Singapore-based rubber producer Halcyon Agri Corporation Limited (HAC) will become the second-largest producer and exporter of Indonesian natural rubber after it announced to buy nine Indonesian rubber processing plants (involving USD $360 million worth of investments). HAC is an integrated producer as well as merchandiser of standard Indonesian rubber and standard Malaysian rubber, which are the most widely used grades of natural rubber in vehicle tyres manufacturing.
Executive Chairman and CEO at HAC Robert Meyer said that the nine Indonesian rubber processing factories will be purchased by acquiring the stocks previously owned by Lee Rubber through the latter's Anson Group.
These nine factories involve four rubber plants in Palembang (Sumatra) with a combined export capacity of 275,000 tons per year. Since HAC already owns two factories in Palembang, total rubber export capacity from these six factories will reach 385,000 ton per year and thus HAC will become the largest Palembang-based producer and exporter of crumb rubber (controlling 40 percent of rubber production and export in this city). Palembang is a strategic location for the Indonesian rubber industry as the harbour of this city handles most of the country’s rubber export.
HAC will use a USD $320 million bank loan disbursed by Credit Suisse AG (Singapore branch) and DBS Bank Ltd. To finance the remaining USD $40 million, HAC will sell shares of its subsidiary Halcyon Rubber Company Ltd to Angsana Capital Ltd (a company which is owned by HAC CEO Robert Meyer).
Despite the current low rubber price (USD $1.60 per kilogram), Indonesian Deputy Trade Minister Bayu Krisnamurthi said that future prospects of the rubber industry remain positive. Therefore, the Indonesian rubber industry should remain focused on enhancing rubber production, both in quantity and quality. One of the problems regarding rubber production in Indonesia is that productivity per hectare is very low compared to other ASEAN countries. On average, Indonesian rubber farmers manage to produce 600 to 700 kilogram of rubber per hectare, whereas in other ASEAN countries this figure is around 2 to 3 tons per hectare. The industry is also affected by the low quality of its rubber (for example the poor level of cleanliness), high transportation costs (due to Indonesia’s weak infrastructure) as well as high processing costs. Therefore, Indonesian farmers now only benefit slightly of their rubber output.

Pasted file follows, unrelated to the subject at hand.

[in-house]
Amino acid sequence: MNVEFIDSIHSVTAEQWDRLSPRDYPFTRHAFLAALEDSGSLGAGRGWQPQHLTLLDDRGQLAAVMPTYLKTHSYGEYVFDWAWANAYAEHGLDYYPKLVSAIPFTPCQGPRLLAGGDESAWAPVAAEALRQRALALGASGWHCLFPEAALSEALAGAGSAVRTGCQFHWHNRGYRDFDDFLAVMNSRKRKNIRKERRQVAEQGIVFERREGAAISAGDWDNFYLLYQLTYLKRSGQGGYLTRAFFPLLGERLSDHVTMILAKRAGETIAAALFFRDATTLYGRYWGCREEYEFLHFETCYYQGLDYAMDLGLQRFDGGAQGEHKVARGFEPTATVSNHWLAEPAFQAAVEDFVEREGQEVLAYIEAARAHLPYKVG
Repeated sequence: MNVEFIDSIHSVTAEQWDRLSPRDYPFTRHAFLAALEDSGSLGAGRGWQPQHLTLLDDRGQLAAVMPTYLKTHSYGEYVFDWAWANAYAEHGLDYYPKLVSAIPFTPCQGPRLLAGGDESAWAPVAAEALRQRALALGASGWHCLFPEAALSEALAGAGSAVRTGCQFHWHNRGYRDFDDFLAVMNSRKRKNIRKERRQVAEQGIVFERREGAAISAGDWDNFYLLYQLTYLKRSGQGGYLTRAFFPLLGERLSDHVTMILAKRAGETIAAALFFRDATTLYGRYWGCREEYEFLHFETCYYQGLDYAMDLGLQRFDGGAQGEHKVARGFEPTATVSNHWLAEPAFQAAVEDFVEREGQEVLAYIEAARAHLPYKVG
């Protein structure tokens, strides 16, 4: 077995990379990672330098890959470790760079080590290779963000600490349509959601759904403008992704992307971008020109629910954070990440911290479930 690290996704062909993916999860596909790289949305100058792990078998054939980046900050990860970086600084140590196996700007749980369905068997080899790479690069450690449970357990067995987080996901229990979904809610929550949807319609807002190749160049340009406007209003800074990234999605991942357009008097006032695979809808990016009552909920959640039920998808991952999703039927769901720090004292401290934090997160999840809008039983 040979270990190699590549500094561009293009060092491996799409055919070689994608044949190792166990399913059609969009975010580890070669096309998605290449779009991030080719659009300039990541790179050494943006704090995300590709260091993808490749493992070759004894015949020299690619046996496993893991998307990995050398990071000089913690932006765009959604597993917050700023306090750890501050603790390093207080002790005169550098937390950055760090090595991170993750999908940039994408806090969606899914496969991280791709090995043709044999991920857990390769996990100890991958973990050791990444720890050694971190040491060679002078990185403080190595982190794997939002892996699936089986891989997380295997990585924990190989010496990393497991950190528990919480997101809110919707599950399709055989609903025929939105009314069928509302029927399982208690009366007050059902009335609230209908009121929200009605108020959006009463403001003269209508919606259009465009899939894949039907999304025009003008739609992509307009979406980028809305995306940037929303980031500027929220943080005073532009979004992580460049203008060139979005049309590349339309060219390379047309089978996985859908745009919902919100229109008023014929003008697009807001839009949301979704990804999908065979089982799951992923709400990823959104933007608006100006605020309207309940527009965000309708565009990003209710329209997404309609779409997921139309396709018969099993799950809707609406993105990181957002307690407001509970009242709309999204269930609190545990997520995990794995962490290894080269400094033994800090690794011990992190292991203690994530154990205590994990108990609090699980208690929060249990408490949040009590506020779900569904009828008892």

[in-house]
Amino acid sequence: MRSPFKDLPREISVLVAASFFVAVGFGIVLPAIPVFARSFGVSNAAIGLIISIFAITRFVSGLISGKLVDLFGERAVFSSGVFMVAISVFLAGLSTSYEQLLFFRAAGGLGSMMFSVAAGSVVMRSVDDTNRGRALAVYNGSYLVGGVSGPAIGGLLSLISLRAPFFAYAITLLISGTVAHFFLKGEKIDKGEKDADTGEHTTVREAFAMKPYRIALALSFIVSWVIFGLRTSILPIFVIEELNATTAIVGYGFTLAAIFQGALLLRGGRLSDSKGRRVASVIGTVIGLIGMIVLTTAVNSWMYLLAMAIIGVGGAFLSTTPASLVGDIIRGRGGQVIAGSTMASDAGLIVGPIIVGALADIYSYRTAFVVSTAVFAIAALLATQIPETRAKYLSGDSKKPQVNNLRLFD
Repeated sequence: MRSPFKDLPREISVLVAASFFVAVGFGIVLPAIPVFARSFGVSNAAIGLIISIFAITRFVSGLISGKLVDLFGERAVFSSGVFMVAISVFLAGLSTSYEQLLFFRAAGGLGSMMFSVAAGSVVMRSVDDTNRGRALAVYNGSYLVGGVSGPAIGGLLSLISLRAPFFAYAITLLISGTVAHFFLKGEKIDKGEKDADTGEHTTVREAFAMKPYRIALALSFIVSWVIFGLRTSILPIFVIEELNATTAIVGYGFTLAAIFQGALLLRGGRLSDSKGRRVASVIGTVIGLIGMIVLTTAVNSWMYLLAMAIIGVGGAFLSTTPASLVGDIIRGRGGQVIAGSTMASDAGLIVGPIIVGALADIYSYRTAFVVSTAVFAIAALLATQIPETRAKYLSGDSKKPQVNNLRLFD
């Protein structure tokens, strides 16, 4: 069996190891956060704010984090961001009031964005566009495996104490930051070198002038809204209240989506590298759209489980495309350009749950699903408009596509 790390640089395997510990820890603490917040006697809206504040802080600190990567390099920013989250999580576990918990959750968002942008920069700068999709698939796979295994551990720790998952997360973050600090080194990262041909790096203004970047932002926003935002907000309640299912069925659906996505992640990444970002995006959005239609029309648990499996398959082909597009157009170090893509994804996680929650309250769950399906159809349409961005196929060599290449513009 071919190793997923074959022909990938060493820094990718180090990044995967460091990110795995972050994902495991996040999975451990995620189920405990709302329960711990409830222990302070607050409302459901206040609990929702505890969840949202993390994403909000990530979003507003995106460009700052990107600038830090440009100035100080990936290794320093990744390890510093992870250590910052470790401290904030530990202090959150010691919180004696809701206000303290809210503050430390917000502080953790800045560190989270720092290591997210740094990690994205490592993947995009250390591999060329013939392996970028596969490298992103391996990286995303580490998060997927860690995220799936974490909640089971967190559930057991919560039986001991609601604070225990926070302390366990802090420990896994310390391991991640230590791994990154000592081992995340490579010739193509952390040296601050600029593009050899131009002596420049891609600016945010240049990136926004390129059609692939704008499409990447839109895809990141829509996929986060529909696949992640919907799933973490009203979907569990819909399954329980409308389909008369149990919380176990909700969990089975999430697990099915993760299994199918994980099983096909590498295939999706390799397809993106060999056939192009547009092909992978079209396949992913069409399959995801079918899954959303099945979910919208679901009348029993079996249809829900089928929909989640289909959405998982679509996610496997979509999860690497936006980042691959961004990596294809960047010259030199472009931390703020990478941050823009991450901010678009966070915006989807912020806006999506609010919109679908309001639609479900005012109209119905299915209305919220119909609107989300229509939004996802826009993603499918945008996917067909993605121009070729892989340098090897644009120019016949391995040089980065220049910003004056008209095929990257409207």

Deputy Minister of Agriculture Rusman Heriawan added that productivity can be improved by replanting, using better rubber trees, as most of the currently used rubber trees are old.
According to data from the Indonesian Rubber Association (Gapkindo), Indonesia produced 3.1 million tons of rubber in 2013 (2.4 million tons produced by smallholders, 340,000 tons by state-owned enterprises and 370,000 tons by privately-held companies). The total size of Indonesian rubber estates is estimated at 3.4 million hectares (2.9 million of which owned by smallholder farmers).
Indonesia is the world’s second-largest rubber producer (after Thailand). Most of the country’s rubber is produced on Sumatra and West Kalimantan. Similar to palm oil, the total size of Indonesia's rubber plantations has risen steadily in the past decade due to positive prospects of the rubber industry (resulting in Indonesian farmers shifting away from cocoa, coffee and tea plantations).
Approximately 85 percent of Indonesia's rubber production is exported abroad, mostly (about half of total exports) to other Asian countries, followed by North America and Europe. The main Indonesian rubber importing countries are the USA, China, Japan, Singapore and Brazil.